Advice & Guidance

Harmful Materials

Historic buildings can and do contain substances that may be hazardous to health. Asbestos and bird droppings are among the most common substances that you might expect to find whilst carrying out maintenance tasks but it is important to consider your own particular circumstances. The Health and Safety Executive provides a considerable amount of guidance on harmful materials, much of which can be downloaded from their website.

Asbestos: A great many buildings still contain asbestos and it is not easy to tell whether the asbestos is likely to be harmful or not. Treat all suspected asbestos products with caution and do not disturb them. The removal of asbestos is a task for trained personnel. You should also make yourself aware of The Control of Asbestos Regulations 2006 as this legislation places a duty to manage asbestos on those who have responsibly for non-domestic premises.

Pigeons

Bird droppings: Bird droppings can make walking surfaces hazardous, particularly in wet weather. They may also disguise patches of rotten flooring if they are allowed to accumulate to any degree. Although there is a potential risk of disease from direct contact with birds and their droppings small amounts may be removed with care. Heavy-duty rubber gloves, a facemask and goggles will be necessary as a minimum level of protection. You should also make sure that you clean your hands thoroughly if you have been exposed to bird droppings. If there are more substantial deposits, a specialist contractor with the appropriate equipment should be engaged. You should also seek advice on how to prevent the entry of birds from your professional advisor.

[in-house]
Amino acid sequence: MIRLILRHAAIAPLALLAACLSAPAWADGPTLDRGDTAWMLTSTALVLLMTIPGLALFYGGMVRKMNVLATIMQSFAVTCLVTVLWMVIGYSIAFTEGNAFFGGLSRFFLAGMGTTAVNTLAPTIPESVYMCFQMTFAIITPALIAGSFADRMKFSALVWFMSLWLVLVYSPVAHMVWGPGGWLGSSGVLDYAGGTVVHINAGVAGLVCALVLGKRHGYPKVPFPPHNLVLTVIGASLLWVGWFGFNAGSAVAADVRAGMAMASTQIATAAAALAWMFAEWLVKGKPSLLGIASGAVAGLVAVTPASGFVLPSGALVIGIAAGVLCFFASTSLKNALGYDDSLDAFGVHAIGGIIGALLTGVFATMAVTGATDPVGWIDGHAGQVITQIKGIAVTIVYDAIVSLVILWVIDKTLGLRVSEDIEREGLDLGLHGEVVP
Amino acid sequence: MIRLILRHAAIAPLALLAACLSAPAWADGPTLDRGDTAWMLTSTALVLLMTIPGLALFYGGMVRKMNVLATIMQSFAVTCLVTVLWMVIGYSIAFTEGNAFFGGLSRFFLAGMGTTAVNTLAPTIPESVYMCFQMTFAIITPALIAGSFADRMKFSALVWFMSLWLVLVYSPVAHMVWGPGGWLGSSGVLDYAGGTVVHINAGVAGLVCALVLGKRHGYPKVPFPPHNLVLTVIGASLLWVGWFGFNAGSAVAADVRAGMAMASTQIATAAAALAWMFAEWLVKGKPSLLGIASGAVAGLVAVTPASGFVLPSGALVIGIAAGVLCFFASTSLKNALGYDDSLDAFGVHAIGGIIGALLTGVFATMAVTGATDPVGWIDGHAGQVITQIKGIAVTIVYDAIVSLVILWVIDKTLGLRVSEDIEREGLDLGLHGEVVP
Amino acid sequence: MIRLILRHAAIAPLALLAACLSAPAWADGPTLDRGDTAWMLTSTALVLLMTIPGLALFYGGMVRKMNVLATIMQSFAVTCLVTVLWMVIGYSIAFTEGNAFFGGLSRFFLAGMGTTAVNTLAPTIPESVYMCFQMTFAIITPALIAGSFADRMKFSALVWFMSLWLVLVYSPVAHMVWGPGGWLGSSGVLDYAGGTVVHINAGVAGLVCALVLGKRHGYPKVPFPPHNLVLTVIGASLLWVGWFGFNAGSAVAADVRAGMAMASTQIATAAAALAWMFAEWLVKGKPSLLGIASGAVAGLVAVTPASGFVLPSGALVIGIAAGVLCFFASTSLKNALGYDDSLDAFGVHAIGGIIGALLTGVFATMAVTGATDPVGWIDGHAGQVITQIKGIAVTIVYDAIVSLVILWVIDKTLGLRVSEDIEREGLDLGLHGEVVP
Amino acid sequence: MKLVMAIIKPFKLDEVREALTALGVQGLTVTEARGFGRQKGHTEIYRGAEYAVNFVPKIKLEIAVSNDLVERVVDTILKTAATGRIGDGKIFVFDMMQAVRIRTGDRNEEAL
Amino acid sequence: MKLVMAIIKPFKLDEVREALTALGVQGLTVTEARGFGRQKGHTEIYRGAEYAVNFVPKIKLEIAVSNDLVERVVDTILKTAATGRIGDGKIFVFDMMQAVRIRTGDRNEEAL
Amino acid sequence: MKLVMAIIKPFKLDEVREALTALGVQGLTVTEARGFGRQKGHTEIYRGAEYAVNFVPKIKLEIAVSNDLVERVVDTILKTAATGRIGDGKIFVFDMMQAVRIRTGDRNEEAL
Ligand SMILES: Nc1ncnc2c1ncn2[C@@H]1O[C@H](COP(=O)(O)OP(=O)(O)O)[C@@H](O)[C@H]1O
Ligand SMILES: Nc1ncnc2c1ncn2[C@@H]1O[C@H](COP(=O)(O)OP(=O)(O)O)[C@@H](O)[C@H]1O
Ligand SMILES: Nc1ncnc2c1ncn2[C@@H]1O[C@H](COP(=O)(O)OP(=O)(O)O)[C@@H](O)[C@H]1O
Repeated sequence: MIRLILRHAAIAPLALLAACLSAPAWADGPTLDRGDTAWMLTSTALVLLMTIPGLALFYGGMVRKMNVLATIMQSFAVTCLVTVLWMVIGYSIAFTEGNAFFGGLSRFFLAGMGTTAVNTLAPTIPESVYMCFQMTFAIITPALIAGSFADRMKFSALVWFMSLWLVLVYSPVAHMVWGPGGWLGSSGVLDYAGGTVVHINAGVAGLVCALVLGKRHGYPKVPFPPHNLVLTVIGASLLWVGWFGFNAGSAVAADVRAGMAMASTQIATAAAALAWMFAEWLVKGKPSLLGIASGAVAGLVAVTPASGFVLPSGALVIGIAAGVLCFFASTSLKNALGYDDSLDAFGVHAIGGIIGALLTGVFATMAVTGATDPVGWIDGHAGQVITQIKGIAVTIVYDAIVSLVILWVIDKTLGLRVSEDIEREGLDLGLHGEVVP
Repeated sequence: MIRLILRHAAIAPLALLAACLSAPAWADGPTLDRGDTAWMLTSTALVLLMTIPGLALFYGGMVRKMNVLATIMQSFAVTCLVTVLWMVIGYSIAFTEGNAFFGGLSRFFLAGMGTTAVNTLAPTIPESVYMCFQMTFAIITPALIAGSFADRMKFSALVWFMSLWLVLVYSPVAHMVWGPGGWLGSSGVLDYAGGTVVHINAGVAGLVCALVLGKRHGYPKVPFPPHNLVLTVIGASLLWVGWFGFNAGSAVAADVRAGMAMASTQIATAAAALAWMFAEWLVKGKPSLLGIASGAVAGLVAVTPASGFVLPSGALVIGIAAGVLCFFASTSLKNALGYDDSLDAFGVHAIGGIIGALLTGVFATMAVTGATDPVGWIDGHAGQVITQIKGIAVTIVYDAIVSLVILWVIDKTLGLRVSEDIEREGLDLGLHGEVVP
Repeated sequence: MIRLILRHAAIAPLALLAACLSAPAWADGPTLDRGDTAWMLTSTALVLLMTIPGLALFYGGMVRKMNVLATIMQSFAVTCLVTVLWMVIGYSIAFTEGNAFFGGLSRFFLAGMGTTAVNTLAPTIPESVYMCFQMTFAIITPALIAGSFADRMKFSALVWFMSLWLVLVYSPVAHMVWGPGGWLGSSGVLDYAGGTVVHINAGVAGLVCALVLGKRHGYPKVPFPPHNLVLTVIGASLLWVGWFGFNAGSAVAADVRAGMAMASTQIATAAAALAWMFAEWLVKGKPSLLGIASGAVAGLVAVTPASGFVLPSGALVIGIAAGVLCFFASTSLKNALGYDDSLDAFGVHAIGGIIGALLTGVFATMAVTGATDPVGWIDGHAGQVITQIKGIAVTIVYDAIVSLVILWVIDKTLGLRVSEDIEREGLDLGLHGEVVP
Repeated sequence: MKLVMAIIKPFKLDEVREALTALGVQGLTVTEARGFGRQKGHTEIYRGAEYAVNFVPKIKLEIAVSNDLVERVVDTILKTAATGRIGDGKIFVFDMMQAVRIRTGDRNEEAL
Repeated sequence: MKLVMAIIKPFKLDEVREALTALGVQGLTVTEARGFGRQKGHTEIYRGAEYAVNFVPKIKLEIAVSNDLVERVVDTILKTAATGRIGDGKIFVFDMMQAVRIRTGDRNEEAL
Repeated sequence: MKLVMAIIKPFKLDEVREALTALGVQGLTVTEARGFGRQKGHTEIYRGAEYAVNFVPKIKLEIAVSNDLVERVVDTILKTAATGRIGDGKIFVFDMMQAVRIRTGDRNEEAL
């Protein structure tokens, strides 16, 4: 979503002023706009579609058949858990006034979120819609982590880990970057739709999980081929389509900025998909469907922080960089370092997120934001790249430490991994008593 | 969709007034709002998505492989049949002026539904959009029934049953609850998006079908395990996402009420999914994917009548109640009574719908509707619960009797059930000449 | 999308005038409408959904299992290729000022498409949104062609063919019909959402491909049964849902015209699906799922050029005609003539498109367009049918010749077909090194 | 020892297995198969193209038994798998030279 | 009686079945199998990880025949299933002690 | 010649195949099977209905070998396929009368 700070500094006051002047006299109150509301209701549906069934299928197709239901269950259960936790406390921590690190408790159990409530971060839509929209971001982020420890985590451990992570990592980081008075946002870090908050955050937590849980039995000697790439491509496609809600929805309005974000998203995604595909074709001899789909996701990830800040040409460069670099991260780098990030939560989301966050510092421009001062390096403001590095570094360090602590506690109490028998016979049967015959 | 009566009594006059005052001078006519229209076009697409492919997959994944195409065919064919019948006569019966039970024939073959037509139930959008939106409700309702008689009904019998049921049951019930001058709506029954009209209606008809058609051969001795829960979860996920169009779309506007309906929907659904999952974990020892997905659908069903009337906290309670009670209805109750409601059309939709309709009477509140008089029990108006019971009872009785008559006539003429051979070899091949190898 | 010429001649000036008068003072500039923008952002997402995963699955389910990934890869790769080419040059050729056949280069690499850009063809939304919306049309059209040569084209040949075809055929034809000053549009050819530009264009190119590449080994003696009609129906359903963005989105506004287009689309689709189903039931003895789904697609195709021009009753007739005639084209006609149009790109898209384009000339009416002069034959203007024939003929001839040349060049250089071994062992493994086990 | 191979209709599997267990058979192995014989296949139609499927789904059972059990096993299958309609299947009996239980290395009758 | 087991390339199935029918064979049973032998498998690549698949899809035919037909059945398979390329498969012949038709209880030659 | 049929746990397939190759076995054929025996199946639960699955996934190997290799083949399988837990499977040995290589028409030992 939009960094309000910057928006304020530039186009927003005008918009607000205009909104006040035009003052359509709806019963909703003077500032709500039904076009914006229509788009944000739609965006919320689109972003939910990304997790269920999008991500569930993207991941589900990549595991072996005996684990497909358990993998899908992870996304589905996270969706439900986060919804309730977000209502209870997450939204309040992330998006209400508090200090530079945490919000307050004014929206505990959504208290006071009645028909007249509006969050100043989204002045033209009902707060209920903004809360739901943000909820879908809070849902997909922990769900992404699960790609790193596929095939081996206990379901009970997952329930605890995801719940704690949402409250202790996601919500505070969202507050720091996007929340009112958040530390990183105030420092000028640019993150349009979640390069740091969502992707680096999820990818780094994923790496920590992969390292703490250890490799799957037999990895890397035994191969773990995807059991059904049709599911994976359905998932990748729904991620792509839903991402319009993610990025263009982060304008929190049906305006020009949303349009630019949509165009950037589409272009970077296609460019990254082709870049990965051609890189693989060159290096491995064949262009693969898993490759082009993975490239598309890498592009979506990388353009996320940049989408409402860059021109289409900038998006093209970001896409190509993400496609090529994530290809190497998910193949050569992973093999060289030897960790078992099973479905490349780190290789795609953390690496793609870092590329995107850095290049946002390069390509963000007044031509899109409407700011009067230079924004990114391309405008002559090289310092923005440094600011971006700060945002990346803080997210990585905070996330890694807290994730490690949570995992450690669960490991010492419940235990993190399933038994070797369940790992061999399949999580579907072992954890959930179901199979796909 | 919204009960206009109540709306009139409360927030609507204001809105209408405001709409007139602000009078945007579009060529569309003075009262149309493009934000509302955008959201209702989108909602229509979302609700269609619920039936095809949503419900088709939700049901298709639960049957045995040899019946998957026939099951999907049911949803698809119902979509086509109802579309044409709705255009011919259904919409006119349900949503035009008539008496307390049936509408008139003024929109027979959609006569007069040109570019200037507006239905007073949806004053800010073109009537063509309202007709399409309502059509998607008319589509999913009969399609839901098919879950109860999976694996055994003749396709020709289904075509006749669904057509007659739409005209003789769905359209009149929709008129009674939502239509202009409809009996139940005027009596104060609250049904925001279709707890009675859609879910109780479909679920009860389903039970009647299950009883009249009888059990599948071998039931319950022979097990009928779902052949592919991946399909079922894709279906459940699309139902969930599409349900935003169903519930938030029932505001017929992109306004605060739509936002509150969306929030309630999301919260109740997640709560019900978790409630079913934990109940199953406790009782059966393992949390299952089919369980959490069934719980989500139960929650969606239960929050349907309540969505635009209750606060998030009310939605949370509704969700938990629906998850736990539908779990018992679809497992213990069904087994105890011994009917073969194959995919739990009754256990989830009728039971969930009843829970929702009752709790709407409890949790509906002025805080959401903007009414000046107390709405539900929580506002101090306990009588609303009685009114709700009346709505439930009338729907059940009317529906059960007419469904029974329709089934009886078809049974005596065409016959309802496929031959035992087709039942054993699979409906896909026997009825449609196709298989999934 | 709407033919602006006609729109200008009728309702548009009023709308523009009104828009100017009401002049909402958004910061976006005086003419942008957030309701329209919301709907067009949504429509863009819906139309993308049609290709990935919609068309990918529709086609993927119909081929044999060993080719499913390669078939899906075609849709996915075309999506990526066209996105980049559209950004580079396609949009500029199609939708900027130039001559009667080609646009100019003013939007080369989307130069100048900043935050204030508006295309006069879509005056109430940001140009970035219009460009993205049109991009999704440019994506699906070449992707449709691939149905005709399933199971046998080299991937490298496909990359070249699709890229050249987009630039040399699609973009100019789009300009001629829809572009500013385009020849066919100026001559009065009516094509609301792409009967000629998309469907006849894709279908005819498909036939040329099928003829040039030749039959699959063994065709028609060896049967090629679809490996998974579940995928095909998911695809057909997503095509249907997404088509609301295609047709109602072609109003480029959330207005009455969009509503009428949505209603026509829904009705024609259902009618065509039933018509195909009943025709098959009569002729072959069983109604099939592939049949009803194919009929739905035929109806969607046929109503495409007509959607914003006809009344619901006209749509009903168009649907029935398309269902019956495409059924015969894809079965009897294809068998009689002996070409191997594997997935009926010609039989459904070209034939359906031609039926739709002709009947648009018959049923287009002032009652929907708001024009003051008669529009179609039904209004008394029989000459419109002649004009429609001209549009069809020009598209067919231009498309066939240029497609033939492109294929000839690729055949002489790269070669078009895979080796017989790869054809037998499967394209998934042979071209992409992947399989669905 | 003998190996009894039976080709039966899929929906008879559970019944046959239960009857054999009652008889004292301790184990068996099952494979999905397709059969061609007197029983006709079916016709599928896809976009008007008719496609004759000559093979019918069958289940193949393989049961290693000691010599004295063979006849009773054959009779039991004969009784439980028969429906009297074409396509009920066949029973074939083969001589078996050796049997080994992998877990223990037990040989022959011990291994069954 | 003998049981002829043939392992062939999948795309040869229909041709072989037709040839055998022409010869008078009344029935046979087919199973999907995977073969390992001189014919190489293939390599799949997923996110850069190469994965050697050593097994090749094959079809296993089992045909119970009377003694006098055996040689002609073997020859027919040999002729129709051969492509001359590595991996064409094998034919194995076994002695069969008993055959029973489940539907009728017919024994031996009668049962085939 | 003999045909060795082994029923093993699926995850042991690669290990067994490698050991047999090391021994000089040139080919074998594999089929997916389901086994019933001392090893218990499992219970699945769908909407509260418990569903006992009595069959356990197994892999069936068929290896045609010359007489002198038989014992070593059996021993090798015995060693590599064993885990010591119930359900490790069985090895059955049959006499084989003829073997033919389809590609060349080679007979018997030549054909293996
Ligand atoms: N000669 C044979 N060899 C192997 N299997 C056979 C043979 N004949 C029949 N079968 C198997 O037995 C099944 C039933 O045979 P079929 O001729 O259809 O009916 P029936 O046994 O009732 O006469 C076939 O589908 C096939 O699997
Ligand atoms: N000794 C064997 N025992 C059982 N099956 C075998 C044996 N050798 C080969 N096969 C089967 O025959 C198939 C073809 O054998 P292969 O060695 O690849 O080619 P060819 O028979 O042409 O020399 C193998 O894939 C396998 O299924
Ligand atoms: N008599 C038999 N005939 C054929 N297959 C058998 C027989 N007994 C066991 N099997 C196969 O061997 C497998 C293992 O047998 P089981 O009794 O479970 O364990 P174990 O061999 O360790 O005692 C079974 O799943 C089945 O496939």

Personal Protective Equipment

Before starting any task, it is important to make sure that you have the correct equipment. It is generally sensible to wear old clothes and an overall or boiler suit when tackling cleaning or maintenance.

Personal protective equipment

Good stout non-slip footwear is also recommended and boots with steel toecaps may be advisable. Sturdy gloves will be needed when cleaning out gutters and downpipes, and heavy-duty rubber gloves will be essential when dealing with drains. Safety goggles or glasses are also useful to prevent dirt and grit irritating the eyes. If you are working in dusty situations or where there are pigeon droppings a good quality facemask is also necessary. You might find a safety helmet or ‘hard hat' is useful as these provide some protection against knocks when working in spaces with low headroom.

Further Information

© SPAB 2012